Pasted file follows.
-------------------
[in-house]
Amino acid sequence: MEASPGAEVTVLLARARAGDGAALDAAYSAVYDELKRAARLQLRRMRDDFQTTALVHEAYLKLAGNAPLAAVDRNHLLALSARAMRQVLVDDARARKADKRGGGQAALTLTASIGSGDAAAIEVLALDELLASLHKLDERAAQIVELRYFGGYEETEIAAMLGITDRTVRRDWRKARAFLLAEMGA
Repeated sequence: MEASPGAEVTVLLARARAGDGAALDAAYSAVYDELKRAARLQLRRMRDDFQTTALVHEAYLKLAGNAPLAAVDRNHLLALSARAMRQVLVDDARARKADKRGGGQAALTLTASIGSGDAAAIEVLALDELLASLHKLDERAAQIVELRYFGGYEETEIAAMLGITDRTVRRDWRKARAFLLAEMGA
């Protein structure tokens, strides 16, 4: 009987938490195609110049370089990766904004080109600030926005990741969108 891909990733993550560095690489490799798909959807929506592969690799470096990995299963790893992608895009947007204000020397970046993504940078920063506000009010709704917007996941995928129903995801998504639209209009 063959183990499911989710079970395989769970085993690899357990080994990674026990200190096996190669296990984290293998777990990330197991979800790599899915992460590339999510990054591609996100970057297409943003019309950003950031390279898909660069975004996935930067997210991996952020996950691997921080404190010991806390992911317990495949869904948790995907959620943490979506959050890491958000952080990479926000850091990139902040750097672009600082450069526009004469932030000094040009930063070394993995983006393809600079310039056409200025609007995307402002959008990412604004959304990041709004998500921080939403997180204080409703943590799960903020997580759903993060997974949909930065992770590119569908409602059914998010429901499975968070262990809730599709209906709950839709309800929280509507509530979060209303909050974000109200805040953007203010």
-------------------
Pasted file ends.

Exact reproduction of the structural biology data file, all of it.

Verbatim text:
[in-house]
Amino acid sequence: MEASPGAEVTVLLARARAGDGAALDAAYSAVYDELKRAARLQLRRMRDDFQTTALVHEAYLKLAGNAPLAAVDRNHLLALSARAMRQVLVDDARARKADKRGGGQAALTLTASIGSGDAAAIEVLALDELLASLHKLDERAAQIVELRYFGGYEETEIAAMLGITDRTVRRDWRKARAFLLAEMGA
Repeated sequence: MEASPGAEVTVLLARARAGDGAALDAAYSAVYDELKRAARLQLRRMRDDFQTTALVHEAYLKLAGNAPLAAVDRNHLLALSARAMRQVLVDDARARKADKRGGGQAALTLTASIGSGDAAAIEVLALDELLASLHKLDERAAQIVELRYFGGYEETEIAAMLGITDRTVRRDWRKARAFLLAEMGA
């Protein structure tokens, strides 16, 4: 009987938490195609110049370089990766904004080109600030926005990741969108 891909990733993550560095690489490799798909959807929506592969690799470096990995299963790893992608895009947007204000020397970046993504940078920063506000009010709704917007996941995928129903995801998504639209209009 063959183990499911989710079970395989769970085993690899357990080994990674026990200190096996190669296990984290293998777990990330197991979800790599899915992460590339999510990054591609996100970057297409943003019309950003950031390279898909660069975004996935930067997210991996952020996950691997921080404190010991806390992911317990495949869904948790995907959620943490979506959050890491958000952080990479926000850091990139902040750097672009600082450069526009004469932030000094040009930063070394993995983006393809600079310039056409200025609007995307402002959008990412604004959304990041709004998500921080939403997180204080409703943590799960903020997580759903993060997974949909930065992770590119569908409602059914998010429901499975968070262990809730599709209906709950839709309800929280509507509530979060209303909050974000109200805040953007203010």